Darkly introspective, this drama comes from the real-life personal experiences of actor-writer Matthew Fifer, who also produced, edited and co-directed the film with Kieran Mulcare. With an involving, loose tone, much of the interaction on-screen feels improvised, creating a sexy sense of physicality and intimacy between two men in their late 20s who are at different stages in the process of finding healing through self-acceptance.
The story is set in New York during the baking hot summer of 2013, as Ben (Fifer) is shagging rather a lot of men, determined to get over the fact that he almost married his girlfriend. Then he meets the seriously hot, sensitive Sam (Sheldon D Brown) and is taken aback to feel a deeper connection. As they develop a relationship, they begin to open up to each other.
Sam recounts stories about his troubled past as a victim of violently racist homophobia, but his religious background keeps him in the closet. He even introduces Ben to his father (Michael Potts) as his “friend”. But this might also be connected with his self-doubting suspicions that Ben might think of him as a token Black friend. Meanwhile, Ben is grappling with his own past, reluctant to face up to the abuse he suffered as a child.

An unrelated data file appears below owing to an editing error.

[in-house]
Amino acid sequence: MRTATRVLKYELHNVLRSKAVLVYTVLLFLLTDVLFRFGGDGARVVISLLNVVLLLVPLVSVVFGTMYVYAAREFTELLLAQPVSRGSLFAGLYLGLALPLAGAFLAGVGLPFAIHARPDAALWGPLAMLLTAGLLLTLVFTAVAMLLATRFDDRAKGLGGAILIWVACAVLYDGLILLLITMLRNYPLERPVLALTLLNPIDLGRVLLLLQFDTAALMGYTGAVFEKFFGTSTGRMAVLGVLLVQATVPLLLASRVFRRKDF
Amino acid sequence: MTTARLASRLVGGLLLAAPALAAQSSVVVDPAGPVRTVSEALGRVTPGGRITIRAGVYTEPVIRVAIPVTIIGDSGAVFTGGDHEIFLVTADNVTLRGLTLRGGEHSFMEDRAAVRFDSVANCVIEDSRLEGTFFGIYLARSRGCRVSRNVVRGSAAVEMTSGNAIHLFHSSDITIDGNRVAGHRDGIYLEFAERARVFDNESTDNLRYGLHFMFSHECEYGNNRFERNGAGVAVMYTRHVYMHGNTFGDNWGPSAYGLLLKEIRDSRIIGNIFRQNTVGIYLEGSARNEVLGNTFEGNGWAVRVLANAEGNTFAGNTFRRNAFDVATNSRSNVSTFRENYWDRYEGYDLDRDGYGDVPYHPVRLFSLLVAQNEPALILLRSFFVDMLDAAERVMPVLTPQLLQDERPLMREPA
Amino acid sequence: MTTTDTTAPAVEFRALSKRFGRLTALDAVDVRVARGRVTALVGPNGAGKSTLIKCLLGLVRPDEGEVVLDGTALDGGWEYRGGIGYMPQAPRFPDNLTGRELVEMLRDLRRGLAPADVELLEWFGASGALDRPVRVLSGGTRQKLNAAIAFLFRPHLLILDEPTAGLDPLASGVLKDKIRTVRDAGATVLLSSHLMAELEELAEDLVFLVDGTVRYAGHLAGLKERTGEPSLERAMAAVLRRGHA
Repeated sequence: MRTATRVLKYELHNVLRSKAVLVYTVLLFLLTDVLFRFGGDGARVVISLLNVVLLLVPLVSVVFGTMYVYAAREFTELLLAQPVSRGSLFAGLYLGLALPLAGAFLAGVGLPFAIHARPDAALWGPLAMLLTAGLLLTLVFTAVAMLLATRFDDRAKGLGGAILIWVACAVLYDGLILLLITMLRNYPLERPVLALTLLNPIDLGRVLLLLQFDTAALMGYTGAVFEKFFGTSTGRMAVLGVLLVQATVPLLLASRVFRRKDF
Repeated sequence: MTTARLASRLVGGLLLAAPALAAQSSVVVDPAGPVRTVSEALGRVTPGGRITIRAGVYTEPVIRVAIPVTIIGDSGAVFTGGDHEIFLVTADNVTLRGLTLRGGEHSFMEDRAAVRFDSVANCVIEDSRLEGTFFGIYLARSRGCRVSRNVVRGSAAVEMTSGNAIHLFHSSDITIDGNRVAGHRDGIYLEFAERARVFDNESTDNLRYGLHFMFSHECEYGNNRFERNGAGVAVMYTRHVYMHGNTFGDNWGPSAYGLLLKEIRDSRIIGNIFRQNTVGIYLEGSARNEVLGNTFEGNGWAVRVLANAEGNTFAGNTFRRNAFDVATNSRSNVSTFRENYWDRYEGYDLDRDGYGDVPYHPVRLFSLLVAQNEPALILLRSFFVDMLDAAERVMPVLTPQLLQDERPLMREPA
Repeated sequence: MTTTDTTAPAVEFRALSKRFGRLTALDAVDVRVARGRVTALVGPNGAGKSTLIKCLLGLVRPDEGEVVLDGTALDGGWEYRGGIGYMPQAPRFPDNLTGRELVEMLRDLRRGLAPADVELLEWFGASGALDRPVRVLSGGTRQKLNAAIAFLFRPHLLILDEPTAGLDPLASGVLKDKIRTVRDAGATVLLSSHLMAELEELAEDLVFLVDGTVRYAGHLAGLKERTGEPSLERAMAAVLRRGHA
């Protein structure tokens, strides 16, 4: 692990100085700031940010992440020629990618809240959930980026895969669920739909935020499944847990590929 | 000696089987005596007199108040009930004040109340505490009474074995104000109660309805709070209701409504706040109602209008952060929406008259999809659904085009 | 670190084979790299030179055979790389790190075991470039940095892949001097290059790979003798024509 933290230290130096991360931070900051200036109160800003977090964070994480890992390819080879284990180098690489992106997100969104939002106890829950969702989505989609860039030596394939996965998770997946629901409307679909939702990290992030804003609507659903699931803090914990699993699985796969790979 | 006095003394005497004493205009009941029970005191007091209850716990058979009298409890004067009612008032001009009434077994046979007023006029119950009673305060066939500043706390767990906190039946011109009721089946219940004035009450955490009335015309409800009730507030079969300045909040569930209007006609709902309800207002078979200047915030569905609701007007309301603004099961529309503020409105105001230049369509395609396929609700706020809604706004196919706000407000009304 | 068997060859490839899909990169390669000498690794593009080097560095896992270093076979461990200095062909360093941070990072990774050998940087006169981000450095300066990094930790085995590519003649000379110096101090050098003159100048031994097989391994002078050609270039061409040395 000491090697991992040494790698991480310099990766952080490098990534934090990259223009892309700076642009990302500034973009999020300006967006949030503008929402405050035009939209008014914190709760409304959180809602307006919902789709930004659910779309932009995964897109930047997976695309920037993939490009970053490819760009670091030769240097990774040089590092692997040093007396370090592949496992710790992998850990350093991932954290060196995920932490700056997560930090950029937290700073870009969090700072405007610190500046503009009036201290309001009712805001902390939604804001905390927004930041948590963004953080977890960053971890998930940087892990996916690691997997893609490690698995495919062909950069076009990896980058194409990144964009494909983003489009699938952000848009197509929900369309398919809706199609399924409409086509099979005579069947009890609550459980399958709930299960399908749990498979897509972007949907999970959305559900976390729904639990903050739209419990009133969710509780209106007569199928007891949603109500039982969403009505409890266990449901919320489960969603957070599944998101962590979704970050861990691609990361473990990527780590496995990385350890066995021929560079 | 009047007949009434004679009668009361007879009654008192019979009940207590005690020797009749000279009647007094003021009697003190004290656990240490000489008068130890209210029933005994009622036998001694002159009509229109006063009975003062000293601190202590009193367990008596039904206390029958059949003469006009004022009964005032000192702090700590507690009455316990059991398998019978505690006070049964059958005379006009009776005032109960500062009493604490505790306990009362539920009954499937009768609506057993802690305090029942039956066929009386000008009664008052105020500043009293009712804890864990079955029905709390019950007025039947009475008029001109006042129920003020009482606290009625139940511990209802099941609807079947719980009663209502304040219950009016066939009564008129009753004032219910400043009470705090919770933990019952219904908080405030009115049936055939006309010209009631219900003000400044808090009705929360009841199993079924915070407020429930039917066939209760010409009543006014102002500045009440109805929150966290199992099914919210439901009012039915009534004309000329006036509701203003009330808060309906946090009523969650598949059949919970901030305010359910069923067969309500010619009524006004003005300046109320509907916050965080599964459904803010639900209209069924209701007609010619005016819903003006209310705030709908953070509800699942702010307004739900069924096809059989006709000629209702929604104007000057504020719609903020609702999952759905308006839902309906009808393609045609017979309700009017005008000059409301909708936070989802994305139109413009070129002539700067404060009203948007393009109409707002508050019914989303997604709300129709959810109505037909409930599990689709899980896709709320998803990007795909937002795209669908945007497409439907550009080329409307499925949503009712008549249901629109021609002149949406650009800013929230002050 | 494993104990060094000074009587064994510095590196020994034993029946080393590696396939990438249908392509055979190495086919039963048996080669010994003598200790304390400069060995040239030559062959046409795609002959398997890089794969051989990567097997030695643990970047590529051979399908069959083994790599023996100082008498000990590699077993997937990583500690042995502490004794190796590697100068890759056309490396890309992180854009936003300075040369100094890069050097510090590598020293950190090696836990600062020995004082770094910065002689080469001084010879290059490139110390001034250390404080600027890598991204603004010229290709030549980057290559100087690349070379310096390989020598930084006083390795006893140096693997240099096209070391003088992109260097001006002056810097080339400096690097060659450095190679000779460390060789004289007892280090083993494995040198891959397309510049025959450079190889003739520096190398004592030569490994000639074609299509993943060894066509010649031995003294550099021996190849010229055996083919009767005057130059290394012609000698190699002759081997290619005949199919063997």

Never sentimentalised, the film gently reminds us that we can only run from our demons for so long: we will have to deal with them eventually. Both of these guys are wounded, but together they are perhaps heading in the right direction. And their sexual and emotional connections are viscerally well-played. Both actors are charming and realistically lusty, bringing in some comedy to balance the darker drama. And colourful side characters (including Marvel’s Cobie Smulders as Ben’s lively therapist) add texture to the movie.
This is a sensitive story about two young men who are only just now coming to terms with their sexuality. And since both are beginning to address past traumas, they have plenty to deal with on their own before they can properly connect with each other. Refreshingly, Fifer refuses to present simplistic or tidy answers. He lets the characters lean on each other for support while wrestling with their own issues. It’s a strikingly fresh approach to this kind of story, and because it goes deep it’s the kind of movie that gets under the skin and sticks with you.
Cicada is out in cinemas on 21st January, and available on digital platforms.